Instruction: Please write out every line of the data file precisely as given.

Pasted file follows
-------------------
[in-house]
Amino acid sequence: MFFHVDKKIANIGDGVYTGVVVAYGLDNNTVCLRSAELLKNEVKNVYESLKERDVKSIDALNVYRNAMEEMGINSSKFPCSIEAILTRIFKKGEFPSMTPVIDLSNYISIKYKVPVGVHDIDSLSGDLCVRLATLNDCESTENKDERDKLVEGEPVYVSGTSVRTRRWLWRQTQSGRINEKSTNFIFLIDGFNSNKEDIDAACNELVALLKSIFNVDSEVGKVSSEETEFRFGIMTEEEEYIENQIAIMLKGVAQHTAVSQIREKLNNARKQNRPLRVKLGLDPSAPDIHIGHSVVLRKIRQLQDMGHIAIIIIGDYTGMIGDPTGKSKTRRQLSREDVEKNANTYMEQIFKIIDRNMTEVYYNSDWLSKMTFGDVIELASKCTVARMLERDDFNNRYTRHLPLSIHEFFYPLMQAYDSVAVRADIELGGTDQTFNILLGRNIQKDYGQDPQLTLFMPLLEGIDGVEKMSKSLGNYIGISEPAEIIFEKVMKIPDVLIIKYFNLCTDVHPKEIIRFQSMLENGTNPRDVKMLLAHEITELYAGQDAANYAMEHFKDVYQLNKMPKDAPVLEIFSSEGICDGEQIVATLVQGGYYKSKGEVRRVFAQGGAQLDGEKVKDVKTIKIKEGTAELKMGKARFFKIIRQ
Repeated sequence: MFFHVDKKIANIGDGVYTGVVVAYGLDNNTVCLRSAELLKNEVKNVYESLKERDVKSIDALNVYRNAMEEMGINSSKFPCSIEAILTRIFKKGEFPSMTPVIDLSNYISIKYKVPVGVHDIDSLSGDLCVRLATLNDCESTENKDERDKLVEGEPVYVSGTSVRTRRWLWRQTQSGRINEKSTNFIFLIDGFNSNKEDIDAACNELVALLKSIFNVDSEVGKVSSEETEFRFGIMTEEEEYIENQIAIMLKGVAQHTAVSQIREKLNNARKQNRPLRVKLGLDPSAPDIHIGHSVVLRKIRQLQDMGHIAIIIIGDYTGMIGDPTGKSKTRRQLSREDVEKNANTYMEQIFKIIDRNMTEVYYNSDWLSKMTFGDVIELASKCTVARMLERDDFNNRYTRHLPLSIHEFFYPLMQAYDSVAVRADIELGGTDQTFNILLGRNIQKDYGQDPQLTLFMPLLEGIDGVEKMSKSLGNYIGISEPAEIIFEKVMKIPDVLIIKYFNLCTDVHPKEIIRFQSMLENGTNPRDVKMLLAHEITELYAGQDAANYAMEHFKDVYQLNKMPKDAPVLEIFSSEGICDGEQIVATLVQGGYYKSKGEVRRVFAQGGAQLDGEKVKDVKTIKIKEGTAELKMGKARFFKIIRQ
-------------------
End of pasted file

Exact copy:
[in-house]
Amino acid sequence: MFFHVDKKIANIGDGVYTGVVVAYGLDNNTVCLRSAELLKNEVKNVYESLKERDVKSIDALNVYRNAMEEMGINSSKFPCSIEAILTRIFKKGEFPSMTPVIDLSNYISIKYKVPVGVHDIDSLSGDLCVRLATLNDCESTENKDERDKLVEGEPVYVSGTSVRTRRWLWRQTQSGRINEKSTNFIFLIDGFNSNKEDIDAACNELVALLKSIFNVDSEVGKVSSEETEFRFGIMTEEEEYIENQIAIMLKGVAQHTAVSQIREKLNNARKQNRPLRVKLGLDPSAPDIHIGHSVVLRKIRQLQDMGHIAIIIIGDYTGMIGDPTGKSKTRRQLSREDVEKNANTYMEQIFKIIDRNMTEVYYNSDWLSKMTFGDVIELASKCTVARMLERDDFNNRYTRHLPLSIHEFFYPLMQAYDSVAVRADIELGGTDQTFNILLGRNIQKDYGQDPQLTLFMPLLEGIDGVEKMSKSLGNYIGISEPAEIIFEKVMKIPDVLIIKYFNLCTDVHPKEIIRFQSMLENGTNPRDVKMLLAHEITELYAGQDAANYAMEHFKDVYQLNKMPKDAPVLEIFSSEGICDGEQIVATLVQGGYYKSKGEVRRVFAQGGAQLDGEKVKDVKTIKIKEGTAELKMGKARFFKIIRQ
Repeated sequence: MFFHVDKKIANIGDGVYTGVVVAYGLDNNTVCLRSAELLKNEVKNVYESLKERDVKSIDALNVYRNAMEEMGINSSKFPCSIEAILTRIFKKGEFPSMTPVIDLSNYISIKYKVPVGVHDIDSLSGDLCVRLATLNDCESTENKDERDKLVEGEPVYVSGTSVRTRRWLWRQTQSGRINEKSTNFIFLIDGFNSNKEDIDAACNELVALLKSIFNVDSEVGKVSSEETEFRFGIMTEEEEYIENQIAIMLKGVAQHTAVSQIREKLNNARKQNRPLRVKLGLDPSAPDIHIGHSVVLRKIRQLQDMGHIAIIIIGDYTGMIGDPTGKSKTRRQLSREDVEKNANTYMEQIFKIIDRNMTEVYYNSDWLSKMTFGDVIELASKCTVARMLERDDFNNRYTRHLPLSIHEFFYPLMQAYDSVAVRADIELGGTDQTFNILLGRNIQKDYGQDPQLTLFMPLLEGIDGVEKMSKSLGNYIGISEPAEIIFEKVMKIPDVLIIKYFNLCTDVHPKEIIRFQSMLENGTNPRDVKMLLAHEITELYAGQDAANYAMEHFKDVYQLNKMPKDAPVLEIFSSEGICDGEQIVATLVQGGYYKSKGEVRRVFAQGGAQLDGEKVKDVKTIKIKEGTAELKMGKARFFKIIRQ